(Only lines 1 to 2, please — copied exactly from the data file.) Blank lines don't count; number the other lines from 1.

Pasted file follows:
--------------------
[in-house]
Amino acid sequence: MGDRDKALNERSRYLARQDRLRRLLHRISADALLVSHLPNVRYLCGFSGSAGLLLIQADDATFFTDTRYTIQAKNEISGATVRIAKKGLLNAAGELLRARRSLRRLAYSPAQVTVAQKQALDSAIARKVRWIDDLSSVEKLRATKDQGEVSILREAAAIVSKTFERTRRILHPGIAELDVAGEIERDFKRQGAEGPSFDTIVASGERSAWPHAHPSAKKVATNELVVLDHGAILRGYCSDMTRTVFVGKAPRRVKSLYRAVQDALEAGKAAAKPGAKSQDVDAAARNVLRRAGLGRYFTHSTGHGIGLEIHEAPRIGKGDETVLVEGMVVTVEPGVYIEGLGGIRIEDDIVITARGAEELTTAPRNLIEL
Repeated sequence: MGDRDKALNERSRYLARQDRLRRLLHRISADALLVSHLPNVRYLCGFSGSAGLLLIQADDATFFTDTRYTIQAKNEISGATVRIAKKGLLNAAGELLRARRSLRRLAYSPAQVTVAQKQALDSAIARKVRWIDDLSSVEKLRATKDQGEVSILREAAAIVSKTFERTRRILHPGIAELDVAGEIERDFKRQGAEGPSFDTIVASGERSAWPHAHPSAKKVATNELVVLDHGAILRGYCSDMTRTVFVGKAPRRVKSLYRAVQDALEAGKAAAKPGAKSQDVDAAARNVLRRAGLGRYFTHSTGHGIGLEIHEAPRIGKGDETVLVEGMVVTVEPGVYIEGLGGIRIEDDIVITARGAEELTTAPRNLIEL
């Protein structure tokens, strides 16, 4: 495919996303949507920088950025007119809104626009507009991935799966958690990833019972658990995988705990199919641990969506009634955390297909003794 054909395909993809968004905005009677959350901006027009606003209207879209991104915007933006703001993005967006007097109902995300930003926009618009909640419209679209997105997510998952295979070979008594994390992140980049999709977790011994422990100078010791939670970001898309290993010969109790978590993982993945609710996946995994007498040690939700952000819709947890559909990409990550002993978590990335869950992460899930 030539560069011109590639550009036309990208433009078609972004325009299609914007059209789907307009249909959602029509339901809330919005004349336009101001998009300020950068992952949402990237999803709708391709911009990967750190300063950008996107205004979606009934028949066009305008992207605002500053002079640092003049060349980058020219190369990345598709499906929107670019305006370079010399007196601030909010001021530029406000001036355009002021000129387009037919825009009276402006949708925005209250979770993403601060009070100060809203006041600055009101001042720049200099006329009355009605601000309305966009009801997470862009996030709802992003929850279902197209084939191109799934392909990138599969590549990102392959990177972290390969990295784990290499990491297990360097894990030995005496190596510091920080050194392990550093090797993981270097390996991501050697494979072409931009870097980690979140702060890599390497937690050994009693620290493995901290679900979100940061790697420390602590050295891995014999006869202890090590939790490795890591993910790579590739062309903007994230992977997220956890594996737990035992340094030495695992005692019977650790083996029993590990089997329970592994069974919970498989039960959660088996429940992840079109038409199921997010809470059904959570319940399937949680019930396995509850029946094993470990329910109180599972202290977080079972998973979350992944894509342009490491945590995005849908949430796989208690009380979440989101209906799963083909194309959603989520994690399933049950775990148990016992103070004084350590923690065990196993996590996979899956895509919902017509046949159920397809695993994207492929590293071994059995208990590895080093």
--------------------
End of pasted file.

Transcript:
[in-house]
Amino acid sequence: MGDRDKALNERSRYLARQDRLRRLLHRISADALLVSHLPNVRYLCGFSGSAGLLLIQADDATFFTDTRYTIQAKNEISGATVRIAKKGLLNAAGELLRARRSLRRLAYSPAQVTVAQKQALDSAIARKVRWIDDLSSVEKLRATKDQGEVSILREAAAIVSKTFERTRRILHPGIAELDVAGEIERDFKRQGAEGPSFDTIVASGERSAWPHAHPSAKKVATNELVVLDHGAILRGYCSDMTRTVFVGKAPRRVKSLYRAVQDALEAGKAAAKPGAKSQDVDAAARNVLRRAGLGRYFTHSTGHGIGLEIHEAPRIGKGDETVLVEGMVVTVEPGVYIEGLGGIRIEDDIVITARGAEELTTAPRNLIEL